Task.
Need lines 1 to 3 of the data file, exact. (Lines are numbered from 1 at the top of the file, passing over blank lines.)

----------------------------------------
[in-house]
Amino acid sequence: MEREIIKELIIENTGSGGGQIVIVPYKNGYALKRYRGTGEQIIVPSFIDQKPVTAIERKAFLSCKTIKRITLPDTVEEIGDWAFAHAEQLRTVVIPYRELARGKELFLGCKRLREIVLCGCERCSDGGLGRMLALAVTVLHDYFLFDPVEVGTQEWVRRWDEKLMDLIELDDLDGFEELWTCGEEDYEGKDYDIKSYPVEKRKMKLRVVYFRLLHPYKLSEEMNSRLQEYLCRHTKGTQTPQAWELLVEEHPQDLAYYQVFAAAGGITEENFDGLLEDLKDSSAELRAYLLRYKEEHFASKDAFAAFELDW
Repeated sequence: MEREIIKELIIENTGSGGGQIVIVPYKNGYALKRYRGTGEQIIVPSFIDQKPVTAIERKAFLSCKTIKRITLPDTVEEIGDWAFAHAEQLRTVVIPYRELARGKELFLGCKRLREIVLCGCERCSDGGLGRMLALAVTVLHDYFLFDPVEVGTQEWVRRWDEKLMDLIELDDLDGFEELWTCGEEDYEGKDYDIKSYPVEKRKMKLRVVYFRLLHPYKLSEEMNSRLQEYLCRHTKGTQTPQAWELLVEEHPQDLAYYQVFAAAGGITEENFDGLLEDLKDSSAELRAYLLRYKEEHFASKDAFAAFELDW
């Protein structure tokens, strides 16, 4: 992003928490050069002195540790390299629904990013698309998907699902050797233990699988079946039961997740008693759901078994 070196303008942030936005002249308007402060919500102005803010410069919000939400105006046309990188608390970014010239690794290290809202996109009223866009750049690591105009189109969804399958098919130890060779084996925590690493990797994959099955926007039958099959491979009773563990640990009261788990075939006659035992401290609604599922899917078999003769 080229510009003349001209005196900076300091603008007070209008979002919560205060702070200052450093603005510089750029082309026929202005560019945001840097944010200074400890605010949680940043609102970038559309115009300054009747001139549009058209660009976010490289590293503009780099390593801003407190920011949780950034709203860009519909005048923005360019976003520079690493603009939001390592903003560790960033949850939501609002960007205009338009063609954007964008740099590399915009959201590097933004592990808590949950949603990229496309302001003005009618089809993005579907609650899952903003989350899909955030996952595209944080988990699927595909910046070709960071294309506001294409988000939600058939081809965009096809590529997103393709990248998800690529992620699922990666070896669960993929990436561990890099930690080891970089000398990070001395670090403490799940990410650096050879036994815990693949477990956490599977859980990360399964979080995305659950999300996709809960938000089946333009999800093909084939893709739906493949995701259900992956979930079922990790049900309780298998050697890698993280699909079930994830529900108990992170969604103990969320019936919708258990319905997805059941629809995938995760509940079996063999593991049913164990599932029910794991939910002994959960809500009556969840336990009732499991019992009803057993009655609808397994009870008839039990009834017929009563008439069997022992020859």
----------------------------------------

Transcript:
[in-house]
Amino acid sequence: MEREIIKELIIENTGSGGGQIVIVPYKNGYALKRYRGTGEQIIVPSFIDQKPVTAIERKAFLSCKTIKRITLPDTVEEIGDWAFAHAEQLRTVVIPYRELARGKELFLGCKRLREIVLCGCERCSDGGLGRMLALAVTVLHDYFLFDPVEVGTQEWVRRWDEKLMDLIELDDLDGFEELWTCGEEDYEGKDYDIKSYPVEKRKMKLRVVYFRLLHPYKLSEEMNSRLQEYLCRHTKGTQTPQAWELLVEEHPQDLAYYQVFAAAGGITEENFDGLLEDLKDSSAELRAYLLRYKEEHFASKDAFAAFELDW
Repeated sequence: MEREIIKELIIENTGSGGGQIVIVPYKNGYALKRYRGTGEQIIVPSFIDQKPVTAIERKAFLSCKTIKRITLPDTVEEIGDWAFAHAEQLRTVVIPYRELARGKELFLGCKRLREIVLCGCERCSDGGLGRMLALAVTVLHDYFLFDPVEVGTQEWVRRWDEKLMDLIELDDLDGFEELWTCGEEDYEGKDYDIKSYPVEKRKMKLRVVYFRLLHPYKLSEEMNSRLQEYLCRHTKGTQTPQAWELLVEEHPQDLAYYQVFAAAGGITEENFDGLLEDLKDSSAELRAYLLRYKEEHFASKDAFAAFELDW